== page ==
Monday, April 28, 2008
I am Rock.
I am an Island in the River of Time
I carry the history of earth
I watch changes through the ages,
I change slowly myself, unnoticed by the Present
I will be here when the Future turns old.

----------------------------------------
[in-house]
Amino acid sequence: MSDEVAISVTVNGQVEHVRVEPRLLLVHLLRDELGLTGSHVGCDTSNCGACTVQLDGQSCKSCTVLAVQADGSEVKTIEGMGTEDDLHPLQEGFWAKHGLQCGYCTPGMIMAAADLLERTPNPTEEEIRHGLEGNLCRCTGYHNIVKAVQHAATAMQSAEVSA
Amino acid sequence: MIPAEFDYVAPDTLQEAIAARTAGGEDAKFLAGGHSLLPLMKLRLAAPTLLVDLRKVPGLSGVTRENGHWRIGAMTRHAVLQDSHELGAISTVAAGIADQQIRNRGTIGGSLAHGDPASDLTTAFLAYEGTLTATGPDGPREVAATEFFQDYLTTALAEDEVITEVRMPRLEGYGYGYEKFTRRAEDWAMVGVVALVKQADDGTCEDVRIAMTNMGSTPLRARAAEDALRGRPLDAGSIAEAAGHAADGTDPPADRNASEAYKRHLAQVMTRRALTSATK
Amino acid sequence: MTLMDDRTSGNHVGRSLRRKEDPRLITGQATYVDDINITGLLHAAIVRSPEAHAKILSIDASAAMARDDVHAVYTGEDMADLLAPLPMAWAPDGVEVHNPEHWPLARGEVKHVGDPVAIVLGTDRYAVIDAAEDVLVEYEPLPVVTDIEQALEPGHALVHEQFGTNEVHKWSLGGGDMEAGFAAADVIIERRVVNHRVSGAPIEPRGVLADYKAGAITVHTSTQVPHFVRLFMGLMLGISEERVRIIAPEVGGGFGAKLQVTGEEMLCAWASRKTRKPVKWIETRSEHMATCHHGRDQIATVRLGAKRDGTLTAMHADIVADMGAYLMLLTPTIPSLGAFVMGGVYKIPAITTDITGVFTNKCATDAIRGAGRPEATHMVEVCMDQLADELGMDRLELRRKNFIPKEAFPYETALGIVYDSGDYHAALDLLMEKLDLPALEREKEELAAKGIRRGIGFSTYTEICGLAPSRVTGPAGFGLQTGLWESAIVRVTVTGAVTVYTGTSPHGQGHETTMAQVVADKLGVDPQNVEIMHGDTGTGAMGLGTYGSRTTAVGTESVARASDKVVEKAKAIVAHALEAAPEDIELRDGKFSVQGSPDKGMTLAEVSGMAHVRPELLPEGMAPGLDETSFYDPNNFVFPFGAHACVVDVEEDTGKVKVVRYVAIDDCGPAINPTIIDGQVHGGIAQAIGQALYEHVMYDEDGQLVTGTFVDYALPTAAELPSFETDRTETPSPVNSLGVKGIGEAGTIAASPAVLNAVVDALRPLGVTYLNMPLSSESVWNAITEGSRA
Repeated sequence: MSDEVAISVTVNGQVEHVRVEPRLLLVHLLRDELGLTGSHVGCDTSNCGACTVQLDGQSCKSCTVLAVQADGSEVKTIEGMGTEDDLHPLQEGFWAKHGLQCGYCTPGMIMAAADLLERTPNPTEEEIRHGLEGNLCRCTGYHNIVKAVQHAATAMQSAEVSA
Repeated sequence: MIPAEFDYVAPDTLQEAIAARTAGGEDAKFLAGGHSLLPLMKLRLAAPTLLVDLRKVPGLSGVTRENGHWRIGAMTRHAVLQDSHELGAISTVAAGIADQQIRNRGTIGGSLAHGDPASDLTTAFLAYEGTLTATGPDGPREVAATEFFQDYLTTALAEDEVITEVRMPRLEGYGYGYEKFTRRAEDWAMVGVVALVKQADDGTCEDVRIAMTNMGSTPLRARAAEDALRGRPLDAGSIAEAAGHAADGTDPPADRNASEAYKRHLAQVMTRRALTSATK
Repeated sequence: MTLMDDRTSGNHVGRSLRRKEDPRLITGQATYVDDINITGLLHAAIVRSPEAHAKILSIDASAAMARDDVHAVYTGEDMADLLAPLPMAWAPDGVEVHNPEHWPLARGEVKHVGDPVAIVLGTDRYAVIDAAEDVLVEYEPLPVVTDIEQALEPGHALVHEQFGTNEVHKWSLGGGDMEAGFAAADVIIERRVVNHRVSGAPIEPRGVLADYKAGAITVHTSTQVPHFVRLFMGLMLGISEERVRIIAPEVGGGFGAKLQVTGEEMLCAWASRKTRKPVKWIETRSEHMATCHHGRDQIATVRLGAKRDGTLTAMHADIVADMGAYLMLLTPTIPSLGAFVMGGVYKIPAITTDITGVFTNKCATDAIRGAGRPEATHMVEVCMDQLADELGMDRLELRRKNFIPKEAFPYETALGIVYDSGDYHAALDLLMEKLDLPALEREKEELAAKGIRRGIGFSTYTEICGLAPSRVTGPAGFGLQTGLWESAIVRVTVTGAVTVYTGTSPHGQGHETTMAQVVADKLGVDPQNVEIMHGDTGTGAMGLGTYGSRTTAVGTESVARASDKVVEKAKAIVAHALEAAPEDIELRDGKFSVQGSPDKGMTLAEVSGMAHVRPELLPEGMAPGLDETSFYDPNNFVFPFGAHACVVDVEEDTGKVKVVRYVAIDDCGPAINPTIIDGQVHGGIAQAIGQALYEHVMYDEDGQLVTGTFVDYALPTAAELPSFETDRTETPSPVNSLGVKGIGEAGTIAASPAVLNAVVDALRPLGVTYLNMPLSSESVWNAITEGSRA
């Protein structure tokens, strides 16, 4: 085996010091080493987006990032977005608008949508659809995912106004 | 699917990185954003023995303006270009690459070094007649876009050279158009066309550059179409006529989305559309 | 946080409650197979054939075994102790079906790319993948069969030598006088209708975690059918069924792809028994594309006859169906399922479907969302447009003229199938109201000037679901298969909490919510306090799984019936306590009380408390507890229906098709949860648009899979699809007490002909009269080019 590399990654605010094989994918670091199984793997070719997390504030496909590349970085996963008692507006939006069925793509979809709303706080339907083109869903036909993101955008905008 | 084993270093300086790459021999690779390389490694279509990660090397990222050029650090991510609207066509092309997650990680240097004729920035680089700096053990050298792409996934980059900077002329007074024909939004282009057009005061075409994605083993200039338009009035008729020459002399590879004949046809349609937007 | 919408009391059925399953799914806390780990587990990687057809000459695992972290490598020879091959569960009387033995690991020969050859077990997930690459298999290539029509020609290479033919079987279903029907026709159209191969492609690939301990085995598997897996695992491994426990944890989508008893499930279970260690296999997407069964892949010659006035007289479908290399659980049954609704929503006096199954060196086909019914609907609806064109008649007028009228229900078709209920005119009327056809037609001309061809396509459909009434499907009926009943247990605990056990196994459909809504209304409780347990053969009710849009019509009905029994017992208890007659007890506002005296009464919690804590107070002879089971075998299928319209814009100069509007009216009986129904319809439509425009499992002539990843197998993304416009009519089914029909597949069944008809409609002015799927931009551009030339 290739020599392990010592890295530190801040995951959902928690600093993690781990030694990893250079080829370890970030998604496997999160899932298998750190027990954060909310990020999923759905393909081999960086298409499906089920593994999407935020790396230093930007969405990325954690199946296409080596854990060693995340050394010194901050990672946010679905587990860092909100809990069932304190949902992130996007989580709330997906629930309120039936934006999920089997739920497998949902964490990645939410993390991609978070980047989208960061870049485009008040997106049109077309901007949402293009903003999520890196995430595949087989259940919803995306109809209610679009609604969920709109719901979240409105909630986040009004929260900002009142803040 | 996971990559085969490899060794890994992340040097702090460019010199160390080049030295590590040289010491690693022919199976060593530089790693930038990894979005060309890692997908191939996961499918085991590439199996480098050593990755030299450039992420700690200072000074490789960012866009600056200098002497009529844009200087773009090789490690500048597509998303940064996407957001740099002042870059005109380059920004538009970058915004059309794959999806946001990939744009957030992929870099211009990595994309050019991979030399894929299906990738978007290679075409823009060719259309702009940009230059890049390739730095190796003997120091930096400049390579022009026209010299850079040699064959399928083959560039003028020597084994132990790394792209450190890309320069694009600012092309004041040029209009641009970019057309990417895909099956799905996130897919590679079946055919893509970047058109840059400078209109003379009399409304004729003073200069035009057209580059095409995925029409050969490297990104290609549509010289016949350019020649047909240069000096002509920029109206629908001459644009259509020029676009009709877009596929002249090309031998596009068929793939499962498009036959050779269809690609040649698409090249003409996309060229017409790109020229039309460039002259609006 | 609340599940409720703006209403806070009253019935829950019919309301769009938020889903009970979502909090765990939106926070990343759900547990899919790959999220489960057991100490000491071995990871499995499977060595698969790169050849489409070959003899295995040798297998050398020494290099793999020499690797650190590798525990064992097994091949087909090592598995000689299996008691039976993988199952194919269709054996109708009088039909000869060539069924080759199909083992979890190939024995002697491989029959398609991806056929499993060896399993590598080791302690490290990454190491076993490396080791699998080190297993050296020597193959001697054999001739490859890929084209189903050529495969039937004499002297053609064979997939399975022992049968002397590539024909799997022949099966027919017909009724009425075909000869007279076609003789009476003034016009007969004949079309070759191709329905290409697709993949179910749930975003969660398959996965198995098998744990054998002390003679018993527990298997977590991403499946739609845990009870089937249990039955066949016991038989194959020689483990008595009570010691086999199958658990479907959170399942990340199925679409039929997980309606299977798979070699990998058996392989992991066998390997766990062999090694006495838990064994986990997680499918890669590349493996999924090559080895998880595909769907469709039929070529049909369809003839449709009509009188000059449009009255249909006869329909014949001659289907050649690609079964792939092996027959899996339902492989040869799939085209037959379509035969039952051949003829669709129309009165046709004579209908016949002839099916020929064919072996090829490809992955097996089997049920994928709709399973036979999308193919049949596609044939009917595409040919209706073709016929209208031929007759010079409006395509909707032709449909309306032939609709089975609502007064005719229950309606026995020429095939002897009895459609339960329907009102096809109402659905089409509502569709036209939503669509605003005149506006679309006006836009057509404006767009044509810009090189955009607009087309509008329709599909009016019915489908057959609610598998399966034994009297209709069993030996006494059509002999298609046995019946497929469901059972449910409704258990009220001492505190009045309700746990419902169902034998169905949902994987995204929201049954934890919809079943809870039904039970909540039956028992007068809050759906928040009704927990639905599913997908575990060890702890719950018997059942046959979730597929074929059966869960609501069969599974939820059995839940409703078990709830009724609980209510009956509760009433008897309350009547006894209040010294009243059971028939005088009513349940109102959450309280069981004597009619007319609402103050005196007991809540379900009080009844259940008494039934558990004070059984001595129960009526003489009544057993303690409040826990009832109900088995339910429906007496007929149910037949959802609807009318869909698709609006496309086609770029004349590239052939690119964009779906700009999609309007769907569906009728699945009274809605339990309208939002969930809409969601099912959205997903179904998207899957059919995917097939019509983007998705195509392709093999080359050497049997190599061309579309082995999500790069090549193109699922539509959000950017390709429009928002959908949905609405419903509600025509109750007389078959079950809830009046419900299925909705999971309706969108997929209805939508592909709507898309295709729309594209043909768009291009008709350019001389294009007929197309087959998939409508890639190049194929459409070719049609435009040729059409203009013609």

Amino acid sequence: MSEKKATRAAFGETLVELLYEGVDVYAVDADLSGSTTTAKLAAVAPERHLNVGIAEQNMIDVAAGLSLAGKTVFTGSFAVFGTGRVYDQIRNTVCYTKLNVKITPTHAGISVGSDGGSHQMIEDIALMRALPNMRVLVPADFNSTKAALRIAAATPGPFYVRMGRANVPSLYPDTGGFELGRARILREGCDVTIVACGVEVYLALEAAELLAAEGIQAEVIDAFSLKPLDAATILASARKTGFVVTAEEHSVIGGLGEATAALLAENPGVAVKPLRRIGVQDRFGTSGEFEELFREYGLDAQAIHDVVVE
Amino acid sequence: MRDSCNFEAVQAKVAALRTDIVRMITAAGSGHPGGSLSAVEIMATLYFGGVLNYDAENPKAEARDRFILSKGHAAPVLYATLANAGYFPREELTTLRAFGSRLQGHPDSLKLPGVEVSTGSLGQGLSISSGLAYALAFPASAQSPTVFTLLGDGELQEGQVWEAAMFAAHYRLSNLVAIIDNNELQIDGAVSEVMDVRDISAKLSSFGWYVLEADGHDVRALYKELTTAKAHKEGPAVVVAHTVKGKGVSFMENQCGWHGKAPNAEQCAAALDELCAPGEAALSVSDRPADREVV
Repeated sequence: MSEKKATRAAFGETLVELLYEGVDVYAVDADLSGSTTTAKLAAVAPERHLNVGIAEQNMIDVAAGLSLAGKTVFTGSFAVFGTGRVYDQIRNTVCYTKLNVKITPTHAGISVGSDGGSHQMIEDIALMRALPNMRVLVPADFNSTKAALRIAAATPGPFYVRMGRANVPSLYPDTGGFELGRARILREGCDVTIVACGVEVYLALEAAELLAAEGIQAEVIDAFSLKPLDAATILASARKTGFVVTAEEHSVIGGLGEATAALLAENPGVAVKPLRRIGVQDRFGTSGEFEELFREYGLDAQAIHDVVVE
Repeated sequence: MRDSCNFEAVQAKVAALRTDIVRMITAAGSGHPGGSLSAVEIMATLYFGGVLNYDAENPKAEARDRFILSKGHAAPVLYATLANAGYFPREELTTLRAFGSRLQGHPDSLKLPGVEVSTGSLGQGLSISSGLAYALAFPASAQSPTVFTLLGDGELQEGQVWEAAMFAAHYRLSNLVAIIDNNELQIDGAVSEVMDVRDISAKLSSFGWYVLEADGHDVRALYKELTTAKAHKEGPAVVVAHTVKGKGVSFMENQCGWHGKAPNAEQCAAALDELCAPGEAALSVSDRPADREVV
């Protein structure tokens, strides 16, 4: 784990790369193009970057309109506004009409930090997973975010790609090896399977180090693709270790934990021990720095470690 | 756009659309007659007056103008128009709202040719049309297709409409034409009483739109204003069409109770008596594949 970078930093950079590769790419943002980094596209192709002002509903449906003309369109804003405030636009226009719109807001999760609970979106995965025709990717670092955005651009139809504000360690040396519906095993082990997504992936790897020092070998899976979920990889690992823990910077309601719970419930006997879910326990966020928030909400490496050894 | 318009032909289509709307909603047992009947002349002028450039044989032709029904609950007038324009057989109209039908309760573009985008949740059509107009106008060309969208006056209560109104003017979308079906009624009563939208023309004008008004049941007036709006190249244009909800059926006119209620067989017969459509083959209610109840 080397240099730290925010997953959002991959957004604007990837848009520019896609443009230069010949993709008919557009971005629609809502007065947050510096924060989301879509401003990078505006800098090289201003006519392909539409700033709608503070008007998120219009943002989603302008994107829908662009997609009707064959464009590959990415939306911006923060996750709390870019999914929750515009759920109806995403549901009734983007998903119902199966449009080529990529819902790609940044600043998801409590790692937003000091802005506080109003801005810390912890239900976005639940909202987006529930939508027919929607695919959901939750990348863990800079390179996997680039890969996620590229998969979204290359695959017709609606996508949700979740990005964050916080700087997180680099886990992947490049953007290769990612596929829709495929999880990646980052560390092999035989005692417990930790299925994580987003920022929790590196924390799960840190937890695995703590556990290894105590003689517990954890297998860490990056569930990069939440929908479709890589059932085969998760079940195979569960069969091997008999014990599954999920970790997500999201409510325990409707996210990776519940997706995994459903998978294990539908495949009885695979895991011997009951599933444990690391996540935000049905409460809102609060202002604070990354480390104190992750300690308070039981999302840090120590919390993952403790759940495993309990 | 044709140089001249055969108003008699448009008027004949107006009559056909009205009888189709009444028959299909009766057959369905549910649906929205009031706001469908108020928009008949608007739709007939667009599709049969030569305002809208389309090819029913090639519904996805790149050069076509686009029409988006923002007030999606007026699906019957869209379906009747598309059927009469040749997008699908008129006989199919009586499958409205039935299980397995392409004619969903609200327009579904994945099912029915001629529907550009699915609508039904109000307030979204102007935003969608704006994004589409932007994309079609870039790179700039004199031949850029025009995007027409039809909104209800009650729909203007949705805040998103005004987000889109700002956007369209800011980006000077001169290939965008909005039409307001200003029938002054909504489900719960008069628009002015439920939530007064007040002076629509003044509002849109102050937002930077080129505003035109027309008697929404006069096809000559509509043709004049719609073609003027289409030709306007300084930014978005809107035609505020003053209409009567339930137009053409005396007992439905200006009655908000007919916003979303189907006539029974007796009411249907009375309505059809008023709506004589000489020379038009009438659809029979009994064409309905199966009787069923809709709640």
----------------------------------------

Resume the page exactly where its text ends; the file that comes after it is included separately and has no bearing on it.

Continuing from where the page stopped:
The Red River Gorge in eastern Kentucky is now officially designated the Red River Gorge Geological Area and is a National Natural Landmark within the Daniel Boone National Forest. Natural Bridge is one of the most well-known and accessible of over 100 sandstone arches in the Gorge. Only Arches National Park in Utah has more arches than the Gorge. In addition to the arches, adventurous hikers find rock overhangs and shelters, caves, and gardens of boulders fallen from the cliffs above. Some of the boulders look honey combed, as if they were made by giant prehistoric rock bees. I wonder what the early explorers thought when these found these huge rocks. It must have been in winter, since they are fairly well covered by trees in the summer. I suppose these explorers climbed them for the same reason we do - to see what it looks like from the top. No one would have planned on taking a wagon across them for settling. Given my geology training from the Falls of the Ohio, I am very interested in the formation of geologic wonders. The sandstone in these formations was laid down about 300 million years ago in the Pennsylvanian Era, by a river draining an area about the size of the Amazon basin today. As the silt and sand washed into the delta of the river, the layers which became sandstone built up. Some areas even have quartz pebbles embedded, which were picked up elsewhere and washed down. Did water make these bridges? No, only to the extent of seeping into cracks and expanding when frozen, thus causing boulders of softer layers to separate from the harder layers of sandstone on top. The cliff side trails have no guardrails or other protection. From the top, one clearly sees the area is a plateau, and the valleys are all carved down from the once level top. One spot descended so steeply that I refused to go down and walked back the way we had come to avoid it. People fall and get hurt or killed every year. Even driving on the gravel road to reach the trailhead can produce acrophobia to anyone who looks out the car window. The Nada Tunnel, on the other hand, produces claustrophobia. This tunnel is 12 feet wide by 12 feet high, and runs about 900 unlit feet for one way traffic under a ridge. We had to wait some time while two other cars in the tunnel bluffed each other until one gave up and backed out. Natural Bridge State Resort Park is one of the four oldest state parks in Kentucky. Although we visited many state parks in the early years of our marriage, Dick and I have not been back to Natural Bridge since BC, "before children" that is. I found the park to be little changed from what I remember in those days. The lodge is built into the hillside, halfway between the lake in the valley's bottom and the actual Arch above it. The dining room looks directly into the tree tops. From any point, you are standing on a cliff which hides the drop off to the next level down. You can really get away from it all, since cell phones don't work in these gorges. Trails lead up to the Arch and other natural attractions from the lodge area. Trails always list their mileage, and look deceptively short. The main trail, for example, is only .75 miles long. "Easy enough," you say, and start up the path. Soon, however, puffing and panting, you realize that the altitude change must be much more than this by itself! Small roofed rest areas are strategically placed to prevent heart attacks. "Imagine what it must have been like," I gasped, "trying to climb this in long skirts and a corset!" One spot in particular should be marked "Wide Loads Prohibited" since even the skinny people have to turn sideways to ascend this natural crevice in the sandstone on the way to the top of the Bridge. We climbed to the top on Saturday morning, and I still wince when trying to cross my legs, since my thighs are incredibly sore two days later.